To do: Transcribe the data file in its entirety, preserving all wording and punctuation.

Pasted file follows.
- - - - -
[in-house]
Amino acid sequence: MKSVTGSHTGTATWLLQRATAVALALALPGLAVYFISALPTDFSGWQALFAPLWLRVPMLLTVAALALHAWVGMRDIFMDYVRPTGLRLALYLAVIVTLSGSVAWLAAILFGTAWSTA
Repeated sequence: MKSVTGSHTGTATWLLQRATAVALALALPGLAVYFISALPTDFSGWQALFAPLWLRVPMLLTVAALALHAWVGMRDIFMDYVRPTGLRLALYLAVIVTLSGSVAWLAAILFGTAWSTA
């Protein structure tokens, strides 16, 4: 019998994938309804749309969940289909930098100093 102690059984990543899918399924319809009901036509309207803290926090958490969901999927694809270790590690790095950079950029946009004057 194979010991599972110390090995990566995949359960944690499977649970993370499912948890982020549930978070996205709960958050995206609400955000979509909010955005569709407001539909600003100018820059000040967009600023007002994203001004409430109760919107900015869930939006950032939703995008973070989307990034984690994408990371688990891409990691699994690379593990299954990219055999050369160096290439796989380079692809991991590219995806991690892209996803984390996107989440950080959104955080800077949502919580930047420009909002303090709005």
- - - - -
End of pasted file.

[in-house]
Amino acid sequence: MKSVTGSHTGTATWLLQRATAVALALALPGLAVYFISALPTDFSGWQALFAPLWLRVPMLLTVAALALHAWVGMRDIFMDYVRPTGLRLALYLAVIVTLSGSVAWLAAILFGTAWSTA
Repeated sequence: MKSVTGSHTGTATWLLQRATAVALALALPGLAVYFISALPTDFSGWQALFAPLWLRVPMLLTVAALALHAWVGMRDIFMDYVRPTGLRLALYLAVIVTLSGSVAWLAAILFGTAWSTA
């Protein structure tokens, strides 16, 4: 019998994938309804749309969940289909930098100093 102690059984990543899918399924319809009901036509309207803290926090958490969901999927694809270790590690790095950079950029946009004057 194979010991599972110390090995990566995949359960944690499977649970993370499912948890982020549930978070996205709960958050995206609400955000979509909010955005569709407001539909600003100018820059000040967009600023007002994203001004409430109760919107900015869930939006950032939703995008973070989307990034984690994408990371688990891409990691699994690379593990299954990219055999050369160096290439796989380079692809991991590219995806991690892209996803984390996107989440950080959104955080800077949502919580930047420009909002303090709005």